Upon further review…

By Bob Buckel | Published Saturday, January 17, 2015

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Miss Watkins had a firm grip on Leo’s left arm as she dragged him from the playground.

An aide attended Haley, who had skinned her knee when Leo knocked her down.

“I got pushed!” Leo cried. “I never saw her!”

“Tell it to the principal!” Miss Watkins said. As she glanced back she saw Leo reach for the challenge flag in his hip pocket – a risky move, since he only had one challenge left this semester.

“Oh, no you d- ” she blurted. But he did.

Up went the flag. Instantly, on the outside back wall of the gym, a giant video screen appeared. The kids stopped playing and turned toward the flickering image.

Sure enough, the video – from five different playground cameras as well as the school’s ever-circling drone – showed Dakota clearly pushing Leo as Haley tried to skip past on his blind side. He fell right into her and sent her sprawling.

Miss Watkins released her grip on Leo, switched on the microphone clipped to her belt and made the call.

“After further review, the call on the playground is reversed. Leo gets lunch free tomorrow and still has a challenge remaining. Dakota gets after-school study hall for a week.”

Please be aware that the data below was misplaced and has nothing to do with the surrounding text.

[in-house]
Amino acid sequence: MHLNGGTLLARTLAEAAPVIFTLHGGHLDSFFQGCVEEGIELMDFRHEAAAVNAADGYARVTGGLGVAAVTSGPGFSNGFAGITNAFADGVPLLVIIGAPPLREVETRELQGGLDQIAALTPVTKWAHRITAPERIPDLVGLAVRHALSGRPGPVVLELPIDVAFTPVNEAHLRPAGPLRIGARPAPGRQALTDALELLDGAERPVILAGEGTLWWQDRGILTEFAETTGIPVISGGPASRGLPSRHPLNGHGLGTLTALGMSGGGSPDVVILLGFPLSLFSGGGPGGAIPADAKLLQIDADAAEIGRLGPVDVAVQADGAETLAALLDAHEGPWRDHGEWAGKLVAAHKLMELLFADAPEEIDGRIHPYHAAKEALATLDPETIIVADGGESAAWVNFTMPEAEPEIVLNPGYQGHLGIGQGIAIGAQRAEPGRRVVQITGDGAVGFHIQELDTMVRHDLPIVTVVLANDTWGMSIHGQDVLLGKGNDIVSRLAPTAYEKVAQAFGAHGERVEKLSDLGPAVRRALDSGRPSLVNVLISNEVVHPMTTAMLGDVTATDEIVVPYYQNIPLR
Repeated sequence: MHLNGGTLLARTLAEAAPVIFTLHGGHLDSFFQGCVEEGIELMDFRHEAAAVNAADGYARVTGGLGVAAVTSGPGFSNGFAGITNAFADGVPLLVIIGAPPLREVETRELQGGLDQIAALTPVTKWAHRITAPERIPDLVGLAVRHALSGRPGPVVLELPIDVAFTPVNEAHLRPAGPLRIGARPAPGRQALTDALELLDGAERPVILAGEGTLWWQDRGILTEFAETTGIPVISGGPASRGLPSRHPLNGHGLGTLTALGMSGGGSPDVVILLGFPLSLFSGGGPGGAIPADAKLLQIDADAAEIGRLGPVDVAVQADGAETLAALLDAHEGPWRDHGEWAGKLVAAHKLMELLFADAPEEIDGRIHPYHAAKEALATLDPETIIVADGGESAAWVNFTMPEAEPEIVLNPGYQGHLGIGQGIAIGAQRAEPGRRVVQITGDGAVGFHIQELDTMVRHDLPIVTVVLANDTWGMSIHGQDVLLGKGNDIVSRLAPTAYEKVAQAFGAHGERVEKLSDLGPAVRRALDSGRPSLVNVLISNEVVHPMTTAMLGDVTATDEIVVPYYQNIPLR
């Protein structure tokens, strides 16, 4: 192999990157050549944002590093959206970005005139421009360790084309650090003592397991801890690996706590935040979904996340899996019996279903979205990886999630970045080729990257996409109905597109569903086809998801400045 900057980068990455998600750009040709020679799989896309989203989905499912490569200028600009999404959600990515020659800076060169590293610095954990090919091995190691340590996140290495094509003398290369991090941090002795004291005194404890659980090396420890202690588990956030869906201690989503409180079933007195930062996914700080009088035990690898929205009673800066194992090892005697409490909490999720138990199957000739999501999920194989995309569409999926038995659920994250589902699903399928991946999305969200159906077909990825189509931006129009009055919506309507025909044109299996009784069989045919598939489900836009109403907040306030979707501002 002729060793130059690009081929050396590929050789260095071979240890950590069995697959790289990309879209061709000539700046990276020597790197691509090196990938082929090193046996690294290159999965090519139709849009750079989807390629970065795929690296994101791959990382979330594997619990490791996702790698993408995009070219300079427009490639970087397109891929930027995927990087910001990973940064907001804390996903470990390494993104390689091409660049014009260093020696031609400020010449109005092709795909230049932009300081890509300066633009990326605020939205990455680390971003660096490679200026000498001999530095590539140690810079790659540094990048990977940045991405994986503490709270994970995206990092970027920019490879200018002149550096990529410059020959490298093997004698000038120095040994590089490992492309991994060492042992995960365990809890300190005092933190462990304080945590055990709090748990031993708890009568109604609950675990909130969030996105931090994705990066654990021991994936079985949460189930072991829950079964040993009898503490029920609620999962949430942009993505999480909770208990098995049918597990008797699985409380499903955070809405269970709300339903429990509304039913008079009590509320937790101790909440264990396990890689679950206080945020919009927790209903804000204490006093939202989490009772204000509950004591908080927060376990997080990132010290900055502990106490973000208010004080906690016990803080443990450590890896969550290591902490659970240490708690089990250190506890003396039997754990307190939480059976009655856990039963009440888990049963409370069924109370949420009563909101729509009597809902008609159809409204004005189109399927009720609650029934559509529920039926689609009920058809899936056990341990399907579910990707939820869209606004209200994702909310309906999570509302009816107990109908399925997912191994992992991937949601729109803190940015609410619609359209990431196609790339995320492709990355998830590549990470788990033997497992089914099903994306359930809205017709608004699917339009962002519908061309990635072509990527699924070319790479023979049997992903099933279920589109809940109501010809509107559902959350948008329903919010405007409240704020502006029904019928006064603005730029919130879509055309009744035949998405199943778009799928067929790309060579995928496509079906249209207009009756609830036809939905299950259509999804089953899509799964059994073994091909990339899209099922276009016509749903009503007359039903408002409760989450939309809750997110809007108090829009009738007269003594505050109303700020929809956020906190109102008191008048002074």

– – –

Eric was having a bad day at the Cheesecake Factory.

“This isn’t quinoa! This is orzo! I ordered quinoa!”

“Nope,” he muttered as he consulted his order pad. “You said orzo and that’s what I wrote. It’s right here.”

He holds out the pad, but the customer can’t read his writing. She reaches into her purse and tosses her flag into the air. It lands in a plate of pasta carbonara at the next table, but the diner there doesn’t mind.

Like everyone else, she has turned to watch the replay on the giant screen that suddenly appears behind the take-out counter.

The reverse-angle 360-degree view shows the customer clearly saying “keeeeen-waaaaah” in slow motion. A zoom-in on Eric’s eyes reveals that as he wrote, he looked up to watch a beautiful girl stroll past.

The crowd roared as the hostess stepped in to make the announcement.

“Upon further review, the customer’s order was written down incorrectly. The order goes back, the customer gets her quinoa and free cheesecake. Eric gets no tip.”

He did, however, get the beautiful girl’s phone number, so it wasn’t a total loss.

– – –

America’s obsession with video replay certainly has us heading in this direction.

There are already cameras everywhere. Most crime investigations now involve watching video captured in a parking lot, a store, a hallway, at an ATM, in a school bus, the dash-cam of a police car or the smartphone of a passerby.

It wouldn’t take a lot more technology for us to just give everyone a challenge flag, put someone in the booth and let the video determine the outcome of every dispute.

After all, we want to get it right, don’t we?

– – –

“You never told me to take the trash out!”

“Yes, I did.”

“Oh no, you didn’t!”

Up goes Mom’s flag. Out pops the screen and sure enough, she’s right. The order was clearly given as the teenager sat in oblivion, lost in a text exchange with his soon-to-be-ex-girlfriend.

Now he’s got to keep his room clean for a month, plus take out the trash – and Mom still has three challenges to use between now and when he turns 18.

It’s a good bet she’ll need every one of them.

Bob Buckel is editorial director of the Messenger.

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